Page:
Nanocarving of Titania Surfaces Using Hydrogen Bearing Gases
Rick, Helene Sylvia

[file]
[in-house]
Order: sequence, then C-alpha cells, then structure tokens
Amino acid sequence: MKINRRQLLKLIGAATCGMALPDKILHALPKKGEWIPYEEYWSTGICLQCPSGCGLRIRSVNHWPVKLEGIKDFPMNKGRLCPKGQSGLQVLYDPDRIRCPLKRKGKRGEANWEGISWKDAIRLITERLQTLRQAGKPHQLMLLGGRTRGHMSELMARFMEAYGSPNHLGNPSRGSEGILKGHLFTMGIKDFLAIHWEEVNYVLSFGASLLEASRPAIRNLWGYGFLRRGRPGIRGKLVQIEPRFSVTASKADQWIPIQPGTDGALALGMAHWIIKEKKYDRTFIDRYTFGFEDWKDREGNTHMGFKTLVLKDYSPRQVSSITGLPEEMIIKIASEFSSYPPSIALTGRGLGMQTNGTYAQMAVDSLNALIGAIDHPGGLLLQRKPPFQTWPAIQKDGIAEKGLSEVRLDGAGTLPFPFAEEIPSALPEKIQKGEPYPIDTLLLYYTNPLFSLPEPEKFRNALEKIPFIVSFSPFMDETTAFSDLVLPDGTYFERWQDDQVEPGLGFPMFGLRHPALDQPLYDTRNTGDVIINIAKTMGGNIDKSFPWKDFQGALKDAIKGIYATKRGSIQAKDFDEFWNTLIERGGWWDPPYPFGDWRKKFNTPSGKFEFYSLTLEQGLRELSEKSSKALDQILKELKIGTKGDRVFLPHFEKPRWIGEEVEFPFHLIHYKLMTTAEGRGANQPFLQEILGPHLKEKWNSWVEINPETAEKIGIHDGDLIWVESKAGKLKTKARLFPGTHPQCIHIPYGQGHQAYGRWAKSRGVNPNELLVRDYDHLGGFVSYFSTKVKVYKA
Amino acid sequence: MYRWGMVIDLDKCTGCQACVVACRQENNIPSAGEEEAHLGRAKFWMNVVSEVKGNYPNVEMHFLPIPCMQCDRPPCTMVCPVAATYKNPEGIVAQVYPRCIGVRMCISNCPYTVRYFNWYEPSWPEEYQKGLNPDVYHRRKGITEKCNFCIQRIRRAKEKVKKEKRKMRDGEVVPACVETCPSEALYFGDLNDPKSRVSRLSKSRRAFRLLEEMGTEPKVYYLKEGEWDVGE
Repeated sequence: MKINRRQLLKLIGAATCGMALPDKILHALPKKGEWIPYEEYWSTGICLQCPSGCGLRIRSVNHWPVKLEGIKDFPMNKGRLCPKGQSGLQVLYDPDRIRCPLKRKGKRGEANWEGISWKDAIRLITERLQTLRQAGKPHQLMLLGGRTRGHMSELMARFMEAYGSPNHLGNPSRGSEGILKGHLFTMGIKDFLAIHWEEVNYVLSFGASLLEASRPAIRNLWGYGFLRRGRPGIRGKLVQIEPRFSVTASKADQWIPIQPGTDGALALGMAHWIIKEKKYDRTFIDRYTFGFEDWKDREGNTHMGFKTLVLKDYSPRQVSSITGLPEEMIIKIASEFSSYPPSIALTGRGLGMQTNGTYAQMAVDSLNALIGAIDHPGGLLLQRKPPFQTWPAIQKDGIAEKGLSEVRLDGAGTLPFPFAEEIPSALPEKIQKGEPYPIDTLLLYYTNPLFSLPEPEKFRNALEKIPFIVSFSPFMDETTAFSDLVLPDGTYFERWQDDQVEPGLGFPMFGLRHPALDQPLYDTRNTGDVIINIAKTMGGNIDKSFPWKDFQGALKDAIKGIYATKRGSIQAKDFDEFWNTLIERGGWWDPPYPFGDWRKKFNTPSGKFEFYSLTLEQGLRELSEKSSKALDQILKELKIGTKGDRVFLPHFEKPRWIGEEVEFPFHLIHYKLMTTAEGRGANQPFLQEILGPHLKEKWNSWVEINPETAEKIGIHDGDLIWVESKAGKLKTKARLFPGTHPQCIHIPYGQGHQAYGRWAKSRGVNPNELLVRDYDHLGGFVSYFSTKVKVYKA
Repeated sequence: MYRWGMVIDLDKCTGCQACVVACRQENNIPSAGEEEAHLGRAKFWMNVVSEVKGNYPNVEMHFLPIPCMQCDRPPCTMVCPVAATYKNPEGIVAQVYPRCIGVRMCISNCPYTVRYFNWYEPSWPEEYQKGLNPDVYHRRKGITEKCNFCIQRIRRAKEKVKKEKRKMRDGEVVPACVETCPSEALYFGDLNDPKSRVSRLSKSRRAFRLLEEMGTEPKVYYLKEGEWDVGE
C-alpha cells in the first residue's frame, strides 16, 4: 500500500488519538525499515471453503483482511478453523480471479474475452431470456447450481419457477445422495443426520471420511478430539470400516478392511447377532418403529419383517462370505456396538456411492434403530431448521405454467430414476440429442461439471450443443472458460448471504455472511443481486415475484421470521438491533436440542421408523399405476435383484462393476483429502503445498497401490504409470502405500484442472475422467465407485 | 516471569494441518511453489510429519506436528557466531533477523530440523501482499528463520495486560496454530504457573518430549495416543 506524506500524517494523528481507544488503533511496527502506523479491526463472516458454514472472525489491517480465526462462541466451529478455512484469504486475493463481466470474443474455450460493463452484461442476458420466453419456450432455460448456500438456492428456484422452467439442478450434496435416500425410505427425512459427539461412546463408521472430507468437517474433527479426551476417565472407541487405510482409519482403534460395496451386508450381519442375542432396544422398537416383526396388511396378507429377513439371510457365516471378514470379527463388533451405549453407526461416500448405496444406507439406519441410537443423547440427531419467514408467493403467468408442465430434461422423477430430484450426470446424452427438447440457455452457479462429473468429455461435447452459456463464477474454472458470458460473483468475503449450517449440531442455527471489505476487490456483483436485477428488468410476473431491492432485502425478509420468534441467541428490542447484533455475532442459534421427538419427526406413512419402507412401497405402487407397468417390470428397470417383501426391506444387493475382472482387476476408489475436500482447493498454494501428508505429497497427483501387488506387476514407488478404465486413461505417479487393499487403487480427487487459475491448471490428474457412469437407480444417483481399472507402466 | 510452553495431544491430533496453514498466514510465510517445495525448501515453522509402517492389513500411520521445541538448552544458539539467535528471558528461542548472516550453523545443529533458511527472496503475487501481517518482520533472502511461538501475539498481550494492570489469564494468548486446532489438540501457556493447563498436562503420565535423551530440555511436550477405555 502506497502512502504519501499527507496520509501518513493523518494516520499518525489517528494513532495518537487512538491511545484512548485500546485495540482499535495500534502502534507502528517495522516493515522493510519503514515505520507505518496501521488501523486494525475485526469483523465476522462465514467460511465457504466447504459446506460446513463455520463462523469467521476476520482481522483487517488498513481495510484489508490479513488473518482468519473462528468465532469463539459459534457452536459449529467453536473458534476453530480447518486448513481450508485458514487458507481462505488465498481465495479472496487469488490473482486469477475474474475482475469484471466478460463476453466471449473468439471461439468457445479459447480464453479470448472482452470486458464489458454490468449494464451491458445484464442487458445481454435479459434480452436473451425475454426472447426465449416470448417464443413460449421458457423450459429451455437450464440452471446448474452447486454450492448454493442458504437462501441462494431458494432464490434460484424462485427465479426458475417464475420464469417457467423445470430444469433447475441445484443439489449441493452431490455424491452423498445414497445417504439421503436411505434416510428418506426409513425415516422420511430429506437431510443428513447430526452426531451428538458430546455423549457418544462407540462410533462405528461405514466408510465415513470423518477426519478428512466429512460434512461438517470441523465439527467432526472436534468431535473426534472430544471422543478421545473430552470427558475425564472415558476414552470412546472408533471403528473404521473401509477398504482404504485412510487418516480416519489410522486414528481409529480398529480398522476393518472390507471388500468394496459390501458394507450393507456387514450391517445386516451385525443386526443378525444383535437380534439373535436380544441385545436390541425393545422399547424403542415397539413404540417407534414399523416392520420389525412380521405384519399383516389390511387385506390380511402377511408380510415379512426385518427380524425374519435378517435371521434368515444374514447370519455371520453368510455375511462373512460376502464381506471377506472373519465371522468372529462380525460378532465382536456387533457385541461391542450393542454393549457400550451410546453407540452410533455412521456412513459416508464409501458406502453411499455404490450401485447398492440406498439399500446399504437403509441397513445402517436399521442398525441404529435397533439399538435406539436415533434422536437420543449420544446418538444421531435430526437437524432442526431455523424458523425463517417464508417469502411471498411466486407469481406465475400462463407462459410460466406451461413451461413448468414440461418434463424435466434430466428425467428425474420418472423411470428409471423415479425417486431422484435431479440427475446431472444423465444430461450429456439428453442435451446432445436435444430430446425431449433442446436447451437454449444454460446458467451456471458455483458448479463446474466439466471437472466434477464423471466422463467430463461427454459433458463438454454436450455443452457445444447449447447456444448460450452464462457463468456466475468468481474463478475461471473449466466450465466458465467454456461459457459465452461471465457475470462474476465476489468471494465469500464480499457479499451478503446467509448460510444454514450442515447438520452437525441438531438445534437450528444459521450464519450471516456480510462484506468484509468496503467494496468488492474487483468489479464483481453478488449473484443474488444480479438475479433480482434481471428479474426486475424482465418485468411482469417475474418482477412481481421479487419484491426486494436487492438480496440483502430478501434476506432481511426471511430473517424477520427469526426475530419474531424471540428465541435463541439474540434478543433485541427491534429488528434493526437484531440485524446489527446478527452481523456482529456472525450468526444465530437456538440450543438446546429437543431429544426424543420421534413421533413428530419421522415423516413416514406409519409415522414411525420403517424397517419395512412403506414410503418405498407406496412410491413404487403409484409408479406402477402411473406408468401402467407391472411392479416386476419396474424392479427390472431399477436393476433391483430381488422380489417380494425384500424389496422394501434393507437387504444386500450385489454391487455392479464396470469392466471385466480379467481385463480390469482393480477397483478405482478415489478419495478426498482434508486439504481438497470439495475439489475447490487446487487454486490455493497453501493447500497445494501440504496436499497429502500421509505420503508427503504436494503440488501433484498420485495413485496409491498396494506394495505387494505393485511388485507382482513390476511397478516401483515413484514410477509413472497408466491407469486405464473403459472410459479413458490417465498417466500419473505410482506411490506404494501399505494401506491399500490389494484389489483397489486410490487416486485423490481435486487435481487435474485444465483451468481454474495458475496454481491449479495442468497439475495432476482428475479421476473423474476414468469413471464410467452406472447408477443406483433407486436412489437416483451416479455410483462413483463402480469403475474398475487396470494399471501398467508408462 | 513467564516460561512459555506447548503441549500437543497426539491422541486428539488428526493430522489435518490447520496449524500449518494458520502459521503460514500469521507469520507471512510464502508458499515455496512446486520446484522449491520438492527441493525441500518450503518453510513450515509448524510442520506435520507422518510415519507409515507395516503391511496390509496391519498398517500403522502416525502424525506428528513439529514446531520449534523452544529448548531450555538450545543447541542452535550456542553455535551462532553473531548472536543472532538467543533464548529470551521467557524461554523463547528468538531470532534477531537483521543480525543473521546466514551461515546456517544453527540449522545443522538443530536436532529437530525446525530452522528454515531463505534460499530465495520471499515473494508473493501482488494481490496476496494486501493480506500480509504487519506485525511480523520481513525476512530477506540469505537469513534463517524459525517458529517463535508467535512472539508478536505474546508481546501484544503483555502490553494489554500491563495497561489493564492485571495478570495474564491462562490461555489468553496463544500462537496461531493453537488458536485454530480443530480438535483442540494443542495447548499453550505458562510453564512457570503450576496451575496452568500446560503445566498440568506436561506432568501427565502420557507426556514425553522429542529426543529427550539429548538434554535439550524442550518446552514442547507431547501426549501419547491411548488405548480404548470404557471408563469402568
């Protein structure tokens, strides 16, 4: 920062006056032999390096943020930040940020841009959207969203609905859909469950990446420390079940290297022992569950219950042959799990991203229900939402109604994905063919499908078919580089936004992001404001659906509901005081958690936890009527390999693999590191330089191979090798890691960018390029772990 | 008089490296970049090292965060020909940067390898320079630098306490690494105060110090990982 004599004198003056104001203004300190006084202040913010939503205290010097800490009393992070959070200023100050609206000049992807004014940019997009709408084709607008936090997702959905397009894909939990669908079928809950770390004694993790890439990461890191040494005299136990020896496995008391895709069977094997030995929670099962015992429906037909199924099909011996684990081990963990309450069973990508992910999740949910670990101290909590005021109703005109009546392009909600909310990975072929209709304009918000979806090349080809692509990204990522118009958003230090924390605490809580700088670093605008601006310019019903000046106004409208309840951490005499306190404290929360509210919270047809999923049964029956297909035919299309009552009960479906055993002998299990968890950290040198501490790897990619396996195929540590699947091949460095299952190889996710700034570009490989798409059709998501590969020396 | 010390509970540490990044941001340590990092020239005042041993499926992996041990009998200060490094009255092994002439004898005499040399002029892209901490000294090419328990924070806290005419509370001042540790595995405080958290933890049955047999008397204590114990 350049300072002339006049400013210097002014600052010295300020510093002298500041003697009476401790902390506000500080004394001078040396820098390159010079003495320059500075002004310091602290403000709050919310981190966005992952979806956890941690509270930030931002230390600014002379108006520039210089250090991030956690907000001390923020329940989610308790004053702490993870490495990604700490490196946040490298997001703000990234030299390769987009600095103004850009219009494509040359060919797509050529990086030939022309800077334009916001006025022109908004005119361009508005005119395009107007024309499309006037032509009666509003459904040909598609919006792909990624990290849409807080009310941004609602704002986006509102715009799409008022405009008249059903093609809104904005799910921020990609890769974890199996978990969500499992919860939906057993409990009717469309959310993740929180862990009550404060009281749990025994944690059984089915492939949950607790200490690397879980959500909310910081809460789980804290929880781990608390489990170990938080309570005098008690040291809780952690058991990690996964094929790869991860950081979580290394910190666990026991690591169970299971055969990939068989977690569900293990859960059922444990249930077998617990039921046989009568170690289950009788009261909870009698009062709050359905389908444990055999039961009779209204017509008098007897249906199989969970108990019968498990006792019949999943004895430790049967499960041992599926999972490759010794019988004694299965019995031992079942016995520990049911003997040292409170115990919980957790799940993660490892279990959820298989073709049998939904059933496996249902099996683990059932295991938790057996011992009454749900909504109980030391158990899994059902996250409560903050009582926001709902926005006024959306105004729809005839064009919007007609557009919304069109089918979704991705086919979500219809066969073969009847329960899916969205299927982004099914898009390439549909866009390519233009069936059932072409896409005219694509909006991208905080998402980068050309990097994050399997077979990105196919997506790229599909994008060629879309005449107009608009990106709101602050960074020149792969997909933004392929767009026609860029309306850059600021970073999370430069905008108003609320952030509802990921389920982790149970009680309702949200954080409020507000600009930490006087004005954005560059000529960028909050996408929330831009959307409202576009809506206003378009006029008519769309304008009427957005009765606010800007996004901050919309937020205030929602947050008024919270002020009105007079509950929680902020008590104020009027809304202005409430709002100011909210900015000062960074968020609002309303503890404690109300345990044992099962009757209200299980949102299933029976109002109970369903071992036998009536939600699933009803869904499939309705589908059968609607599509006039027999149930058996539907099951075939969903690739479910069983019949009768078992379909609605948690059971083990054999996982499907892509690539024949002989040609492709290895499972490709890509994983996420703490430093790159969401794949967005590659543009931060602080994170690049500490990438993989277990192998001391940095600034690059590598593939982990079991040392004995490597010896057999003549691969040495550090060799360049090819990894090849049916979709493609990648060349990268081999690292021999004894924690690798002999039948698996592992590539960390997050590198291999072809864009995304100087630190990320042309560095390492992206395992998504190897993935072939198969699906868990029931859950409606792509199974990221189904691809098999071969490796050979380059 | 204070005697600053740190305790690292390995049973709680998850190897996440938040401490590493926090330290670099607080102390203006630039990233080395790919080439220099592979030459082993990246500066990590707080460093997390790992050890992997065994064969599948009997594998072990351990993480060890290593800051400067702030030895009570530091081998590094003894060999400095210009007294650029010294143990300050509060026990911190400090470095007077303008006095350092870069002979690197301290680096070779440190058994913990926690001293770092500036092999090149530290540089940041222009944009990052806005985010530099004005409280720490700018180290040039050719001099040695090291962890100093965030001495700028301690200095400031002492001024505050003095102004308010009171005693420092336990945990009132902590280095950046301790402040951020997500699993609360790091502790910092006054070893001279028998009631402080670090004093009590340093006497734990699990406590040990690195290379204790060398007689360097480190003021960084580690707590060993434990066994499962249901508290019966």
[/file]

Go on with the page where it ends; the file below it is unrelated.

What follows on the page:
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An investigation of surface structures formed on polycrystalline and single crystal TiO2 (titania) samples having under gone various heat treatments in a controlled hydrogen bearing atmosphere was conducted. The study included the recreation and examination of the process discovered by Sehoon Yoo at Ohio State University to form nanofibers on the surface of polycrystalline TiO2 disks. Fibers were formed by heating samples to 700??in a 5%H2 95%N2 gas stream. The nanofibers formed during this processes are approximately 5-20 nanometers in diameter and can be 100??f nanometers long. The fibers do not actually grow on the surface, but are what remain of the surface as the material around them is removed by the gas stream V i.e., nanocarving. The mechanism of fiber formation and the effect of varying experimental parameters remained unknown and were explored within this study. This included changing gas composition, flow rate, and changes in sample preparation. The effect of isovalent doping and impurities within the starting powder were examined. Sintering temperature and time was investigated to determine the effect of grain size and surface morphologies prior to nanocarving. The effect of elevated temperature and 5%H2 95%N gas on the surface of TiO2 single-crystal wafers was also investigated. Test methods include Thermogravimetric Analysis (TGA), Mass Spectrometry (MS), Scanning Electron Microscopy (SEM), and X-ray diffraction (XRD) analysis.